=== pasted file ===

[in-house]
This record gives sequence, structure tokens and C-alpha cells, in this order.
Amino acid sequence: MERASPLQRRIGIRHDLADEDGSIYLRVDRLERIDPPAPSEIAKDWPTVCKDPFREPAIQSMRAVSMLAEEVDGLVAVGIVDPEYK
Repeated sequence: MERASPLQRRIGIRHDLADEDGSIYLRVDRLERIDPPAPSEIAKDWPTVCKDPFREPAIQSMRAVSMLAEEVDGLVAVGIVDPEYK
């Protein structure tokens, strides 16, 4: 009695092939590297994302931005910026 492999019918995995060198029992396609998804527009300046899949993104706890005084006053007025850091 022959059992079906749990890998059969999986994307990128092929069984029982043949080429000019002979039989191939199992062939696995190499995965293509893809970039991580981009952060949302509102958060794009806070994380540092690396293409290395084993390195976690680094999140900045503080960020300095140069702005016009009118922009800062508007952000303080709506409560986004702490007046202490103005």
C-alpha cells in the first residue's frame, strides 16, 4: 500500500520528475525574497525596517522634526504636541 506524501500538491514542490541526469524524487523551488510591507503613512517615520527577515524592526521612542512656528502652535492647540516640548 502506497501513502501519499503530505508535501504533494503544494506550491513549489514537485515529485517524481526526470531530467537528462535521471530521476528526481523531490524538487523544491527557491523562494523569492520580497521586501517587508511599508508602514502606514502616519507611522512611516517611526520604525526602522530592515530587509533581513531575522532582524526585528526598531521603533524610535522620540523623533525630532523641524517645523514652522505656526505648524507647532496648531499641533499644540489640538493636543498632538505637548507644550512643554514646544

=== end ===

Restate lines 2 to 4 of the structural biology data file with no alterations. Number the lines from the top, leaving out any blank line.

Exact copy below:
This record gives sequence, structure tokens and C-alpha cells, in this order.
Amino acid sequence: MERASPLQRRIGIRHDLADEDGSIYLRVDRLERIDPPAPSEIAKDWPTVCKDPFREPAIQSMRAVSMLAEEVDGLVAVGIVDPEYK
Repeated sequence: MERASPLQRRIGIRHDLADEDGSIYLRVDRLERIDPPAPSEIAKDWPTVCKDPFREPAIQSMRAVSMLAEEVDGLVAVGIVDPEYK